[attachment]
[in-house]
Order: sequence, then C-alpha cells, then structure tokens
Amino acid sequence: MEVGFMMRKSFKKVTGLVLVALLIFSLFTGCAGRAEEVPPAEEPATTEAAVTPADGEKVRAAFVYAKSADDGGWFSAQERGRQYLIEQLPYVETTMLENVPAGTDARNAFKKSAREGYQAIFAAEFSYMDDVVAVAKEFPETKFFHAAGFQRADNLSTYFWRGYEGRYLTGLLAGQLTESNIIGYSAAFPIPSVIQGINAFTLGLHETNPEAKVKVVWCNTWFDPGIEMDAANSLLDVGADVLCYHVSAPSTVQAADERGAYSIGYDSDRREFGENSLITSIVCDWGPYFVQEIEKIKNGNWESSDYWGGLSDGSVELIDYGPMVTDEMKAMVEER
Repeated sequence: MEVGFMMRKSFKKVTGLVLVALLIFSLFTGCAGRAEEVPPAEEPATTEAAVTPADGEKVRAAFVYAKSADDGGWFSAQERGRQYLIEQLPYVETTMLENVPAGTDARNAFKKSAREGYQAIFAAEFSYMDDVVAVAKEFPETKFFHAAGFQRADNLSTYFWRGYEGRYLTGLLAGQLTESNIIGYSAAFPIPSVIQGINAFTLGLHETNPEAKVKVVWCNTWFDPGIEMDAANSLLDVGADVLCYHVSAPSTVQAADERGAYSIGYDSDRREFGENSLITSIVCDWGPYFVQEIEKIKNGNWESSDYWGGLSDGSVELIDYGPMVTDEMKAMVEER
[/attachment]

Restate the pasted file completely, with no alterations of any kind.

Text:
[in-house]
Order: sequence, then C-alpha cells, then structure tokens
Amino acid sequence: MEVGFMMRKSFKKVTGLVLVALLIFSLFTGCAGRAEEVPPAEEPATTEAAVTPADGEKVRAAFVYAKSADDGGWFSAQERGRQYLIEQLPYVETTMLENVPAGTDARNAFKKSAREGYQAIFAAEFSYMDDVVAVAKEFPETKFFHAAGFQRADNLSTYFWRGYEGRYLTGLLAGQLTESNIIGYSAAFPIPSVIQGINAFTLGLHETNPEAKVKVVWCNTWFDPGIEMDAANSLLDVGADVLCYHVSAPSTVQAADERGAYSIGYDSDRREFGENSLITSIVCDWGPYFVQEIEKIKNGNWESSDYWGGLSDGSVELIDYGPMVTDEMKAMVEER
Repeated sequence: MEVGFMMRKSFKKVTGLVLVALLIFSLFTGCAGRAEEVPPAEEPATTEAAVTPADGEKVRAAFVYAKSADDGGWFSAQERGRQYLIEQLPYVETTMLENVPAGTDARNAFKKSAREGYQAIFAAEFSYMDDVVAVAKEFPETKFFHAAGFQRADNLSTYFWRGYEGRYLTGLLAGQLTESNIIGYSAAFPIPSVIQGINAFTLGLHETNPEAKVKVVWCNTWFDPGIEMDAANSLLDVGADVLCYHVSAPSTVQAADERGAYSIGYDSDRREFGENSLITSIVCDWGPYFVQEIEKIKNGNWESSDYWGGLSDGSVELIDYGPMVTDEMKAMVEER